College of Arts and Letters2021-2022
School of Art
Interior Design, Bachelor of Science
Our degree in Interior Design introduces students to the terminology, marketplace, and professional issues of practice, while an experiential curriculum emphasizes both studio and workshop to stimulate creativity, experimentation, problem solving and innovation. n this program, students learn about principles and application of design, critical design thinking, anthropometrics, ergonomics, construction and building systems, building codes, allied building professions, professional consensus building, computer-assisted design, effective communication, the history of art and design, business practices, and how to do research for innovative design solutions. Throughout the program, we cultivate the values of creativity, passion, diversity, commitment, collaboration, excellence and vision in our students.
Student Learning Outcomes
Outcomes align with Standards from the National Association of Schools of Art & Design Accreditation
- Understanding of the basic principles and applications of design and color in two and three dimensions, particularly with regard to human response and behavior. Design principles include, but are not limited to, an understanding of basic visual elements and principles of organization and expression. Color principles include, but are not limited to, basic elements of color theories of harmony and interaction, and applications of light and pigment. These are developed throughout the degree program with particular attention to interior design, but begin with studies of art and design fundamentals in both theoretical and studio applications.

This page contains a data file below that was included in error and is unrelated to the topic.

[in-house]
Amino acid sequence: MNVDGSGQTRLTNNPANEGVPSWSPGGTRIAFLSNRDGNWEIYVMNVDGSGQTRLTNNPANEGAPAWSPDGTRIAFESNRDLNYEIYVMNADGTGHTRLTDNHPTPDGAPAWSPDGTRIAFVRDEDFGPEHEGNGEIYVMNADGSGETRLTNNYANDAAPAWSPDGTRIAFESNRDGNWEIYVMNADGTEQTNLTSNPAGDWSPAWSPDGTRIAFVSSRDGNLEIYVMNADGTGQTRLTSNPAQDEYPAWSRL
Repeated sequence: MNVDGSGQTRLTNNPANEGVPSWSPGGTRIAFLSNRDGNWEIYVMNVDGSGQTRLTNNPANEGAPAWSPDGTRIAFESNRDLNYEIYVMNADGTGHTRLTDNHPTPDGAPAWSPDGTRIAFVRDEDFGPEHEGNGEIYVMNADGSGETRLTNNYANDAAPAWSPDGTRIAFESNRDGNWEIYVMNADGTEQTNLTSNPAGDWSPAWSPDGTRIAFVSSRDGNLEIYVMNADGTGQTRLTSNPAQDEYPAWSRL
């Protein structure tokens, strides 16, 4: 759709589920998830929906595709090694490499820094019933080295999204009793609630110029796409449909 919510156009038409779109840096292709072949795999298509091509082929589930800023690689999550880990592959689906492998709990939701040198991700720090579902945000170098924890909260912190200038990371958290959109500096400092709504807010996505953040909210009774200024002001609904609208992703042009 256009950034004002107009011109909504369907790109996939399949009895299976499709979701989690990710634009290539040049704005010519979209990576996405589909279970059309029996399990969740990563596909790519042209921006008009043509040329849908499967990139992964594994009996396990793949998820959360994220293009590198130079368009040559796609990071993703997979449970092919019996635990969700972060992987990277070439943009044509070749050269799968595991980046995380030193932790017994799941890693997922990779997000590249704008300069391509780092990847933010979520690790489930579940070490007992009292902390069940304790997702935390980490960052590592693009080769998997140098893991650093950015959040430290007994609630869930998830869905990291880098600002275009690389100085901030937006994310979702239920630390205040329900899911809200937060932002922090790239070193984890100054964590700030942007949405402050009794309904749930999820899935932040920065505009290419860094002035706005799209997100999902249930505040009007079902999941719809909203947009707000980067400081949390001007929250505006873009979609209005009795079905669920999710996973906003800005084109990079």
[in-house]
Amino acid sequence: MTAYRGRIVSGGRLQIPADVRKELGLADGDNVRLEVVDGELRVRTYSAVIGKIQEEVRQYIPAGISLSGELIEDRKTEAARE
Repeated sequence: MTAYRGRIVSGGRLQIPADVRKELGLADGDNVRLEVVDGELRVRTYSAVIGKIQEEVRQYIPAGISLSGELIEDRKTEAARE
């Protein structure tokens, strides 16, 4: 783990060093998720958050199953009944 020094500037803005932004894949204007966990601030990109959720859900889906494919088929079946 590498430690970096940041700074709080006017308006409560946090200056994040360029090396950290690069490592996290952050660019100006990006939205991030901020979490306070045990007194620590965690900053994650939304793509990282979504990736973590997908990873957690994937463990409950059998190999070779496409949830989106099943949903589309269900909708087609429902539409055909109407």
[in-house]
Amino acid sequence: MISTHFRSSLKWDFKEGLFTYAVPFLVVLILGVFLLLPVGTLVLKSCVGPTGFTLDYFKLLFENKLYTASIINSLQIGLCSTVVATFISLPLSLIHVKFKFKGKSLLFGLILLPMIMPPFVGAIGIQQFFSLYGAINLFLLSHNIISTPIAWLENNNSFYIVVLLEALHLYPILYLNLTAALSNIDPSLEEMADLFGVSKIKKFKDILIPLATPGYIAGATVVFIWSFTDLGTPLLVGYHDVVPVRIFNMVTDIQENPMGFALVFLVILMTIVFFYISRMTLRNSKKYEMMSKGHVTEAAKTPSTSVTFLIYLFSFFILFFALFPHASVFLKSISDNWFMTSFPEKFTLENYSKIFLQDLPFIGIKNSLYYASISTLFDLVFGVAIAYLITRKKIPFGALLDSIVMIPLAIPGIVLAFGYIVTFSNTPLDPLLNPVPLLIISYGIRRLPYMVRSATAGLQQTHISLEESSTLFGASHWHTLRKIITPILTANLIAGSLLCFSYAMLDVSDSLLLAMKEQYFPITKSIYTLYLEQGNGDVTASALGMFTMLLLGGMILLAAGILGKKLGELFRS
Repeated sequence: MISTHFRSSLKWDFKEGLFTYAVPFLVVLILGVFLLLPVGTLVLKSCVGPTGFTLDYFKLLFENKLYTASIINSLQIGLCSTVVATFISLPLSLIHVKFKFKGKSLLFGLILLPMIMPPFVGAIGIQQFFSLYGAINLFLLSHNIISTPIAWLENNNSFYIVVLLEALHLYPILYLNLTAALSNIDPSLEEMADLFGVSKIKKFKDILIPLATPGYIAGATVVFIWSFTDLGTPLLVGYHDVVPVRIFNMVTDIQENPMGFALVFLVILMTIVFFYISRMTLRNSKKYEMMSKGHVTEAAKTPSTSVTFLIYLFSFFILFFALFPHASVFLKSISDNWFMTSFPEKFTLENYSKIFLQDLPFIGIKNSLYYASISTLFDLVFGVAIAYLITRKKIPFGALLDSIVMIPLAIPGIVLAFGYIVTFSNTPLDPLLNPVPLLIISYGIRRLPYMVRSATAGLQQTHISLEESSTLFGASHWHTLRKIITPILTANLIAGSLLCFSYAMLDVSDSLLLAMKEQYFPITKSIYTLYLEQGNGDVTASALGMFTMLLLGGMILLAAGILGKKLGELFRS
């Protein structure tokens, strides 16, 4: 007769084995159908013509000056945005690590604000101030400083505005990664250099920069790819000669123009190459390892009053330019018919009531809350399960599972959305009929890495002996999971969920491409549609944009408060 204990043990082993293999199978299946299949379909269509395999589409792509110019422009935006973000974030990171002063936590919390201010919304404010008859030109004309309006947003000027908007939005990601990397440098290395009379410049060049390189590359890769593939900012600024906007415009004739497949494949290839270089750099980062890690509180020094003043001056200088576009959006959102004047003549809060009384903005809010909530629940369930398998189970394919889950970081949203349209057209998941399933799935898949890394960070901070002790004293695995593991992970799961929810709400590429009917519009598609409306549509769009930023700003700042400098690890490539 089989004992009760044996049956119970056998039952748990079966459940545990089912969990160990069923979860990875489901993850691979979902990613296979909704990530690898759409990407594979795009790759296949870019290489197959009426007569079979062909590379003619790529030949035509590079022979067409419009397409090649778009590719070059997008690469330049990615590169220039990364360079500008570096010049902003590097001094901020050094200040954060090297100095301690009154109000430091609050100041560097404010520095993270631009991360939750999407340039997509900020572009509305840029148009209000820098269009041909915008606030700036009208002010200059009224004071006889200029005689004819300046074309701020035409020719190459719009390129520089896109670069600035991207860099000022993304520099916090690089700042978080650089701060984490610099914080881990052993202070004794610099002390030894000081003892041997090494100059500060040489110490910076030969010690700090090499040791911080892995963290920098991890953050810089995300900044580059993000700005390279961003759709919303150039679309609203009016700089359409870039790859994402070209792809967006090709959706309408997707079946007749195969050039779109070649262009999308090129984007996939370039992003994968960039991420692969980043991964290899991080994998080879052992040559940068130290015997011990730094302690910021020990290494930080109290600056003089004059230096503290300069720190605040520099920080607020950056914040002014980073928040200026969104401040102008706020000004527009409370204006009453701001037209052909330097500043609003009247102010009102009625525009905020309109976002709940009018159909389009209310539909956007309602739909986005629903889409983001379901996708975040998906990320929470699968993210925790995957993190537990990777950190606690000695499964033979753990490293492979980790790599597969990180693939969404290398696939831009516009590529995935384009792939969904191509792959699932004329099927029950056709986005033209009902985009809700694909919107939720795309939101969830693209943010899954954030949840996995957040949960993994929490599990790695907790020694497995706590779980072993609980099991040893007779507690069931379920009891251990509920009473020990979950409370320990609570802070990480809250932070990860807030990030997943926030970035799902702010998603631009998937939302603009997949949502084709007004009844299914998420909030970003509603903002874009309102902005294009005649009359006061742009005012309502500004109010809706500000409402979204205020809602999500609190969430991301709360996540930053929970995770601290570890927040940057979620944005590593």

- Apply elements and principles of 2D and 3D design, color principles and theories in design solutions (ST-9&10)
- Development of critical thinking, professional values, and processes through a global perspective of interior design and a basic understanding of human behavior and its variations due to culture.